Little is known about this church, its construction dates back to the mid-fourteenth century thanks to some nuns of the order of Sant'Agostino. It is said that two nuns in S. Maria degli Angeli in Murano, Bernarda Dotto and Girolama Lero, set up a convent under the rule of S. Agostino, dedicated to San Girolamo, just outside the walls of Treviso. Shortly after, in 1364, they returned to Venice and retired to a house in San Vitale. Thanks to the generosity of the priest Giovanni Contarini, the convent and church were erected in the current Fondamenta San Girolamo, maintaining the dedication to Saint Jerome. The buildings were enlarged in 1425, twice struck by a fire (1456 and 1705) and both times, the first thanks to the Senate and the second thanks to the charity of the faithful, were arranged. With the reconstruction of the eighteenth century came, the church was rebuilt almost completely on a design by Domenico Rossi.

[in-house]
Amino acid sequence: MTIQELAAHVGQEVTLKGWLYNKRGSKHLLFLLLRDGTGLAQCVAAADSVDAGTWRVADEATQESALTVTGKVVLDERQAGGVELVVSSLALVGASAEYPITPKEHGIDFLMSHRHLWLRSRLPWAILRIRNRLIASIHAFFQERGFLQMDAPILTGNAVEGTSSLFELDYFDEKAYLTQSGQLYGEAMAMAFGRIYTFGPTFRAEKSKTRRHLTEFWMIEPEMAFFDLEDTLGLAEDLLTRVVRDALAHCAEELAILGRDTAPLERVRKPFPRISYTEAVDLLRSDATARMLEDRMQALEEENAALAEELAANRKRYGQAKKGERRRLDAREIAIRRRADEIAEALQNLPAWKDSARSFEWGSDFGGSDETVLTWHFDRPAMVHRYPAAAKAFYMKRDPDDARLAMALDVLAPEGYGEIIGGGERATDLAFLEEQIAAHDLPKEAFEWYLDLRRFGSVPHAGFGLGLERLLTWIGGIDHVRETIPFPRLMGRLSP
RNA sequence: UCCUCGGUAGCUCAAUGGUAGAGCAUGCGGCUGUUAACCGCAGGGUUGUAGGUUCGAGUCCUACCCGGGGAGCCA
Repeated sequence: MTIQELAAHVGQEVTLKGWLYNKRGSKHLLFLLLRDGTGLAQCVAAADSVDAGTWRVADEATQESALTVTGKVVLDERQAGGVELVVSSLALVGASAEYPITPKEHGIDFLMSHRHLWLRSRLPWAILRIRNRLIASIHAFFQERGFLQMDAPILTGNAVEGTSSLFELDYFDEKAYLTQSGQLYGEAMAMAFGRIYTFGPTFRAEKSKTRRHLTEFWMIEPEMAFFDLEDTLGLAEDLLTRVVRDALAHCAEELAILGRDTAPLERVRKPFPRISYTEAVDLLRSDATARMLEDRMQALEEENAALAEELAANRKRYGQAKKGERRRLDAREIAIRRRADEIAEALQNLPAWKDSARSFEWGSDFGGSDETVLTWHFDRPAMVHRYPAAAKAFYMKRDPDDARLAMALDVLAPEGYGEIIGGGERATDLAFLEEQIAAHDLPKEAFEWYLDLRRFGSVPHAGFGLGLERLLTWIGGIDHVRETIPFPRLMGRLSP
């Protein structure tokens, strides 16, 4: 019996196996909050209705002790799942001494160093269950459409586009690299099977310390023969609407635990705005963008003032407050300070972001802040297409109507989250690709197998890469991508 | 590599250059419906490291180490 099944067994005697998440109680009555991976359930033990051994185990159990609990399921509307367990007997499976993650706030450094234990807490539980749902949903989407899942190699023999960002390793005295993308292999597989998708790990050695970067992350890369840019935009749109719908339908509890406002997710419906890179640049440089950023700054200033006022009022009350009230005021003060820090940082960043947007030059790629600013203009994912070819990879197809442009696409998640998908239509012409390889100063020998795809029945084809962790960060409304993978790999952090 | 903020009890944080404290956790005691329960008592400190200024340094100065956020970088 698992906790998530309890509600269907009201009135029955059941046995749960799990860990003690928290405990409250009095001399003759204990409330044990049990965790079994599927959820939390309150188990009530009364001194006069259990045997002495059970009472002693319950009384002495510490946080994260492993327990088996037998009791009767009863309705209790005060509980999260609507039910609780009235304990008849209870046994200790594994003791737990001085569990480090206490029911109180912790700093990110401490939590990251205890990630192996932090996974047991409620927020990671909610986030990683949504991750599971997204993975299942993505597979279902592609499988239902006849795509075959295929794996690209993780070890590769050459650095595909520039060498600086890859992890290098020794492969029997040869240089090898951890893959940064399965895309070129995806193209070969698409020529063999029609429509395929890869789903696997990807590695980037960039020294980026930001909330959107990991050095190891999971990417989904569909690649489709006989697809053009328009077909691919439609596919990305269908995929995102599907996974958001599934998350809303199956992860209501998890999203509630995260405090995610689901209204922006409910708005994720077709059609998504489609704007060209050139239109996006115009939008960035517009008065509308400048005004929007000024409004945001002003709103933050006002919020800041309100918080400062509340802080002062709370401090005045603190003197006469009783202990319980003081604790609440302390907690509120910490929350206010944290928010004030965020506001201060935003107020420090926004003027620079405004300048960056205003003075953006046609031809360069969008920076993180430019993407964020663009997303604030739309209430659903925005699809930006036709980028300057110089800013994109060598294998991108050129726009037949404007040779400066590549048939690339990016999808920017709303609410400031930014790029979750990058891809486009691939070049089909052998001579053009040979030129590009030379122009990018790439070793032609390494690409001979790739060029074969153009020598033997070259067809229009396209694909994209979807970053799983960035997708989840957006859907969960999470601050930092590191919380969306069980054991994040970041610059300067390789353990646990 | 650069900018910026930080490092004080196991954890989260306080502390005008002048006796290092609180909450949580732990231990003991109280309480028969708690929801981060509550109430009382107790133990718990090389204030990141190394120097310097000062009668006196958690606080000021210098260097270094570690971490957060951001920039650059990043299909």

Only with the Napoleonic edicts of suppression of religious orders, the monastery was converted to private use.
The church stands out not only for its imposing structure, but also for the most important pictorial work inside it depicting San Girolamo by Jacopo Palma the Younger. It is said that, on the sacred day dedicated to San Girolamo, the main magistrates were appointed to replace those who, after their mandate, left office; on that occasion, the doge gave a solemn banquet. It was also considered the day of the beginning of the holidays of the Venetians.